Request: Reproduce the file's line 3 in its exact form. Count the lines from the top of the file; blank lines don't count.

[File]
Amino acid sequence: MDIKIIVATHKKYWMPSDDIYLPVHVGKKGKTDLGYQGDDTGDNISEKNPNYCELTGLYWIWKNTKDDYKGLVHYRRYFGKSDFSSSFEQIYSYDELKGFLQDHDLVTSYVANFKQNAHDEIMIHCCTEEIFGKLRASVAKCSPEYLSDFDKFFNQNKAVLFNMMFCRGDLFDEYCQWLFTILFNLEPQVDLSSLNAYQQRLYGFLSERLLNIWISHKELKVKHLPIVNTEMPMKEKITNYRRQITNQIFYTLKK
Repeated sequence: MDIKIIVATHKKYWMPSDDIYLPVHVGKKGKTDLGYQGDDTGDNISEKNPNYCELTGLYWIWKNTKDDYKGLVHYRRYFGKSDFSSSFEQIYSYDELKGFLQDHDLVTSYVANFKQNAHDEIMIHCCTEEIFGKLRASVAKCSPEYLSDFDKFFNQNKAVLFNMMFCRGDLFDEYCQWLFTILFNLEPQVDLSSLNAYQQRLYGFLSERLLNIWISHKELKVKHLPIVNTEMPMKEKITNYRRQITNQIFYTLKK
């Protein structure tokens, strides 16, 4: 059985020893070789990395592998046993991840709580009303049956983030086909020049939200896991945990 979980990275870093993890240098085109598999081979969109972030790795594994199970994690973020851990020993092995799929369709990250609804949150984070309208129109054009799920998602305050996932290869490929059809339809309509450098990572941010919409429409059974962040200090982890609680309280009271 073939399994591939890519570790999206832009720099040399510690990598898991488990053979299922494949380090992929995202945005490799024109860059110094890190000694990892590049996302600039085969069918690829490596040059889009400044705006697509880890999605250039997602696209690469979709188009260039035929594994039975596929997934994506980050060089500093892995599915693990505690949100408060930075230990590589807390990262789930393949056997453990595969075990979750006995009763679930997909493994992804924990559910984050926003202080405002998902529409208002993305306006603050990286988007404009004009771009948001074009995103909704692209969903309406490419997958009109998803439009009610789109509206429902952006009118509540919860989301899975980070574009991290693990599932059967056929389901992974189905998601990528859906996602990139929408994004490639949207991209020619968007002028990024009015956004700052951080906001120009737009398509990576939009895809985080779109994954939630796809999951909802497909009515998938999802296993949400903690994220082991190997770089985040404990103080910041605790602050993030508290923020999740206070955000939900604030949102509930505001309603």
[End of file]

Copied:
């Protein structure tokens, strides 16, 4: 059985020893070789990395592998046993991840709580009303049956983030086909020049939200896991945990 979980990275870093993890240098085109598999081979969109972030790795594994199970994690973020851990020993092995799929369709990250609804949150984070309208129109054009799920998602305050996932290869490929059809339809309509450098990572941010919409429409059974962040200090982890609680309280009271 073939399994591939890519570790999206832009720099040399510690990598898991488990053979299922494949380090992929995202945005490799024109860059110094890190000694990892590049996302600039085969069918690829490596040059889009400044705006697509880890999605250039997602696209690469979709188009260039035929594994039975596929997934994506980050060089500093892995599915693990505690949100408060930075230990590589807390990262789930393949056997453990595969075990979750006995009763679930997909493994992804924990559910984050926003202080405002998902529409208002993305306006603050990286988007404009004009771009948001074009995103909704692209969903309406490419997958009109998803439009009610789109509206429902952006009118509540919860989301899975980070574009991290693990599932059967056929389901992974189905998601990528859906996602990139929408994004490639949207991209020619968007002028990024009015956004700052951080906001120009737009398509990576939009895809985080779109994954939630796809999951909802497909009515998938999802296993949400903690994220082991190997770089985040404990103080910041605790602050993030508290923020999740206070955000939900604030949102509930505001309603």